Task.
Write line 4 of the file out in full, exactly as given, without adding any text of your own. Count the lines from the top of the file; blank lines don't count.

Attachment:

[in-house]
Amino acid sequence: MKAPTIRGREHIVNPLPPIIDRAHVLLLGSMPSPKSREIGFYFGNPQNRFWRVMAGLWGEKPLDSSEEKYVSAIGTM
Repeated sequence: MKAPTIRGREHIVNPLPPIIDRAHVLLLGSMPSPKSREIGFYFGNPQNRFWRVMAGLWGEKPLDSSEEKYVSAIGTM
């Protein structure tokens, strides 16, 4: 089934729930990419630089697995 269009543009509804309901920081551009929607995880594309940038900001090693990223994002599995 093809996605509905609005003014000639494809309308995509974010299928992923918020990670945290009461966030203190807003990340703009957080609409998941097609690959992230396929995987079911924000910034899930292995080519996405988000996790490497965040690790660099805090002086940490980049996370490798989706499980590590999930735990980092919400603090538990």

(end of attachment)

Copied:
């Protein structure tokens, strides 16, 4: 089934729930990419630089697995 269009543009509804309901920081551009929607995880594309940038900001090693990223994002599995 093809996605509905609005003014000639494809309308995509974010299928992923918020990670945290009461966030203190807003990340703009957080609409998941097609690959992230396929995987079911924000910034899930292995080519996405988000996790490497965040690790660099805090002086940490980049996370490798989706499980590590999930735990980092919400603090538990």